Memory of the past is a major component of culture and plays an important role in building the notion and feeling of place. New assets such as disaster monuments or risk mitigation infrastructure are readily incorporated into local knowledge and embraced as a component of a certain place, but as memory decays with the pass of generations, short-term group interests and priorities are put before community interests. Finding ways to translate historical data and local knowledge into formal practice could better preserve this crucial information for reducing vulnerability.
Disregard for scientific information in decisions on land use planning
Hazard maps act as contemporary stone tablets with the representation of historic events and spatial information of modeled scenarios of tsunami inundation areas. These are completed with historic tsunami height markers and evacuation route signs. However, this kind of information is not effective in shaping land use plans nor their enforcement.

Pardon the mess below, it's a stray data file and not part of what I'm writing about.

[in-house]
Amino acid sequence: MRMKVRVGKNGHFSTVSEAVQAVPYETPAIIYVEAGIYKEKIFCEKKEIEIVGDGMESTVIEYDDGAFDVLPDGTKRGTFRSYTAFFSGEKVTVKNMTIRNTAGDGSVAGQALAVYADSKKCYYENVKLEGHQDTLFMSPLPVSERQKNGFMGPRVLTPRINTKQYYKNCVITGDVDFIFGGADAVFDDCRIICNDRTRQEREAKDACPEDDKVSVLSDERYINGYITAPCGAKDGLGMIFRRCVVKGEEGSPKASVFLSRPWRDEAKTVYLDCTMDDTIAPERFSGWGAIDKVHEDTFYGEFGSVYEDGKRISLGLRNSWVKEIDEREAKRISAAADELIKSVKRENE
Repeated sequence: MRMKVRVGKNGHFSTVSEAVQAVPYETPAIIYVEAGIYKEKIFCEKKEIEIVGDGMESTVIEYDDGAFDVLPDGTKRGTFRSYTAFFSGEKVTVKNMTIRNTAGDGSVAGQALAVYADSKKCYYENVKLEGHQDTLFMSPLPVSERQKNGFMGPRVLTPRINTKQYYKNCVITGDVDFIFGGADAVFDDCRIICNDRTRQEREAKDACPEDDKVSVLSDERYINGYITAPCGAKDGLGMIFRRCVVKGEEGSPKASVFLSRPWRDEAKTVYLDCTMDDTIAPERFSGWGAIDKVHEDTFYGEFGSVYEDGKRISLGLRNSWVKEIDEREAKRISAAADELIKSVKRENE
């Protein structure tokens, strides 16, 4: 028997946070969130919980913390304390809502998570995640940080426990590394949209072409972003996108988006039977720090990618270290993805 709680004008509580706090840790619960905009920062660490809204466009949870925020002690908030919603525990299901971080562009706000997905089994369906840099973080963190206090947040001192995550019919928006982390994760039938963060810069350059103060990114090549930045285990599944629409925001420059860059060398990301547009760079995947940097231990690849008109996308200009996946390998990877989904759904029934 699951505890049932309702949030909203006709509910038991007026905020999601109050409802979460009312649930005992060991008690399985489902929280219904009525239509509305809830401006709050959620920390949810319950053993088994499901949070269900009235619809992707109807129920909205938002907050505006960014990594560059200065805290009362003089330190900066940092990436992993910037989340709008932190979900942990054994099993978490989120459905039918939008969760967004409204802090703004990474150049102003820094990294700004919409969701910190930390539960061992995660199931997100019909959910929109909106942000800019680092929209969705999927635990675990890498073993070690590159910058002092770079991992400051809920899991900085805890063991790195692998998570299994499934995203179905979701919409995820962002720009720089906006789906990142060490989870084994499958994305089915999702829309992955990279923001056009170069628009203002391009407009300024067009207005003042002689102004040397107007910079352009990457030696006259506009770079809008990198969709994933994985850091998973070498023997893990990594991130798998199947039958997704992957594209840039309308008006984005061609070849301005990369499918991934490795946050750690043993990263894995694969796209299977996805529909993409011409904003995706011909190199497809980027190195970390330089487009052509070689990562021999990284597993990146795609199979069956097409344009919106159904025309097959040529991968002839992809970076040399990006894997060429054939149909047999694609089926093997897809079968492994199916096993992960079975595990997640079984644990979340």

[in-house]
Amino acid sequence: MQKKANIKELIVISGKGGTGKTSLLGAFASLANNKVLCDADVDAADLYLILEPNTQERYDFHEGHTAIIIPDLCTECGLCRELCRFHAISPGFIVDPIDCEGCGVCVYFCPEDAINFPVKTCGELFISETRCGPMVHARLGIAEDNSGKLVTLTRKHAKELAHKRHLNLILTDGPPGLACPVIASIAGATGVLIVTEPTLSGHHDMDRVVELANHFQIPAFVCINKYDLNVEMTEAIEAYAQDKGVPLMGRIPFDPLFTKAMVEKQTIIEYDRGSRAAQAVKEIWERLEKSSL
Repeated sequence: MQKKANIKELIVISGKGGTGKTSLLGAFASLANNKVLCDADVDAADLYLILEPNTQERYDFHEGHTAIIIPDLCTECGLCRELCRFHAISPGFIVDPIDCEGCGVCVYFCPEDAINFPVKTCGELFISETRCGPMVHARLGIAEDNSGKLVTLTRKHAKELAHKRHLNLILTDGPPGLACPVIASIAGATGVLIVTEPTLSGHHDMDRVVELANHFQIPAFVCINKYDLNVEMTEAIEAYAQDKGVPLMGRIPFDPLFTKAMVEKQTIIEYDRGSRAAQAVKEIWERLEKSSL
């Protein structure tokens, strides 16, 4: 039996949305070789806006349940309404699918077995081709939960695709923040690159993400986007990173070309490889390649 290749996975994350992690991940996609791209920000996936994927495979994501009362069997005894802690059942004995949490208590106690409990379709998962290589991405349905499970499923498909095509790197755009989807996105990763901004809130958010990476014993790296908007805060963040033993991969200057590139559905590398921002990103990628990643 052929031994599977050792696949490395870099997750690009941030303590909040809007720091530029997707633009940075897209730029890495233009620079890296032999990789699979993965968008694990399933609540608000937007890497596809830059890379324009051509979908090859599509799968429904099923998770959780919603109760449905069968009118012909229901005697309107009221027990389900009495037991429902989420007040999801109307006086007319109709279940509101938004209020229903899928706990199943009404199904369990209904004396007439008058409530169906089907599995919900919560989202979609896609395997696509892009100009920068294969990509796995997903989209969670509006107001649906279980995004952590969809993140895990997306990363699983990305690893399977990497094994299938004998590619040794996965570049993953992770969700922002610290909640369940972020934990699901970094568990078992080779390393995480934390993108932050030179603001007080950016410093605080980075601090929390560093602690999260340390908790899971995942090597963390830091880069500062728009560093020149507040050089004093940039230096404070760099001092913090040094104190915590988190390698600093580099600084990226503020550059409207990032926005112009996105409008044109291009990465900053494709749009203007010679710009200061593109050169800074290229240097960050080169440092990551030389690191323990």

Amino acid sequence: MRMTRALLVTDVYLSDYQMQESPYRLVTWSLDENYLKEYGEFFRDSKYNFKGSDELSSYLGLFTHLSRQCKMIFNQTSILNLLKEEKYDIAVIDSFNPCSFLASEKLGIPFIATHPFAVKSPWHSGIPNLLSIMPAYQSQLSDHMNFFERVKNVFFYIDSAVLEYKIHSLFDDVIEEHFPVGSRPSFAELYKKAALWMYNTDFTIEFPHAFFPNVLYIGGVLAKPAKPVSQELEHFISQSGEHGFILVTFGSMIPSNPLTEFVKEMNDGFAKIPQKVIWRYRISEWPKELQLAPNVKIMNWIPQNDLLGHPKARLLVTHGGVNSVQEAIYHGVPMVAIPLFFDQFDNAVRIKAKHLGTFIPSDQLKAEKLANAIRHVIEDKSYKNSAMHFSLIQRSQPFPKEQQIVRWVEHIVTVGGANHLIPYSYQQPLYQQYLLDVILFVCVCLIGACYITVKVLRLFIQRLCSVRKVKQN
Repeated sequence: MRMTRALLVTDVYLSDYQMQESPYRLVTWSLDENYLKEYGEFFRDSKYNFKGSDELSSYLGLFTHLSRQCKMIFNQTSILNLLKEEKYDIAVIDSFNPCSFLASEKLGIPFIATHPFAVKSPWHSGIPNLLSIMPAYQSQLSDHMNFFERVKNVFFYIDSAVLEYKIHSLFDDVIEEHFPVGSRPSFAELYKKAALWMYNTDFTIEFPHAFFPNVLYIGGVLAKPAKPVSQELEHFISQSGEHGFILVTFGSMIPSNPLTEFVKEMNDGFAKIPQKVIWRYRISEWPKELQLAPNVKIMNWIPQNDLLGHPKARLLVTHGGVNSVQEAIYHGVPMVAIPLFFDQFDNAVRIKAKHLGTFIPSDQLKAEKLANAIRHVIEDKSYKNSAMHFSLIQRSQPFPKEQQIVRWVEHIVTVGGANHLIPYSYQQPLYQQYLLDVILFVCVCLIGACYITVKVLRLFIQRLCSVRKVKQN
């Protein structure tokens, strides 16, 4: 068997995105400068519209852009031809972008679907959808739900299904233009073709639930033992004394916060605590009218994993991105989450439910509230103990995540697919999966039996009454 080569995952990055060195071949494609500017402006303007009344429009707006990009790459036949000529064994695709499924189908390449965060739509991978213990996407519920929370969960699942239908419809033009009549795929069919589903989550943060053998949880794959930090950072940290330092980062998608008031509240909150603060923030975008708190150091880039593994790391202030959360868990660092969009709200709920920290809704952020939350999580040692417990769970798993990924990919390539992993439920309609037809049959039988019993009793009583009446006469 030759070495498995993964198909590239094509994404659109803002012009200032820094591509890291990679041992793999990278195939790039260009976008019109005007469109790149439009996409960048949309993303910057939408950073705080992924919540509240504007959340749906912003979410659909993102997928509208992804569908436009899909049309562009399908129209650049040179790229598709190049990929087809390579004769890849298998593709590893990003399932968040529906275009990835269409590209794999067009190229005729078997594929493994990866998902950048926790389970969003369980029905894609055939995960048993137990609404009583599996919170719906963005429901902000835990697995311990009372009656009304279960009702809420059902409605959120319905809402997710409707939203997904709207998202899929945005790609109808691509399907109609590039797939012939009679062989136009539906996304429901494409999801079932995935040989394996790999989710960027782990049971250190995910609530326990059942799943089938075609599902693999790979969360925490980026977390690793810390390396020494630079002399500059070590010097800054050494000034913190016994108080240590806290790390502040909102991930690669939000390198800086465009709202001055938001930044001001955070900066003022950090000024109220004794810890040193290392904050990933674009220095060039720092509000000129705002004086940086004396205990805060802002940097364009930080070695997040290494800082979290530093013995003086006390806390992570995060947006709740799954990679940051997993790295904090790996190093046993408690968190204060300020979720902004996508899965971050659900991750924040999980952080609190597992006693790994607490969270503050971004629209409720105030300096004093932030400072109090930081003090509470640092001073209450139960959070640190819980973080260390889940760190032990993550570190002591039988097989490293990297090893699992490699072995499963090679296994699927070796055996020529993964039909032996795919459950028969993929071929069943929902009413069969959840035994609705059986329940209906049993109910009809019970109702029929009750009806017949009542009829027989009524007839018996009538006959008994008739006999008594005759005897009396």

Although apparently streamlined in risk analysis and planning, scientific knowledge is sometimes overlooked in spatial planning and, in Tōhoku, seems not to have influenced political decisions. Evidence of larger-than-estimated tsunami waves was not taken into consideration with regards to the protection of the Fukushima Power Plant. The 869 Jogan Sanriku tsunami “was not included in hazard modeling and mapping due to it being perceived as an outlier” and this led to an under-evaluation of the tsunami risk. If scientific information had been widely available to the public and if it had had a voice in the planning process, land use plans would be most likely different, because both meaning and value of scientific data would not be just in the hands of a few experts and decision-makers.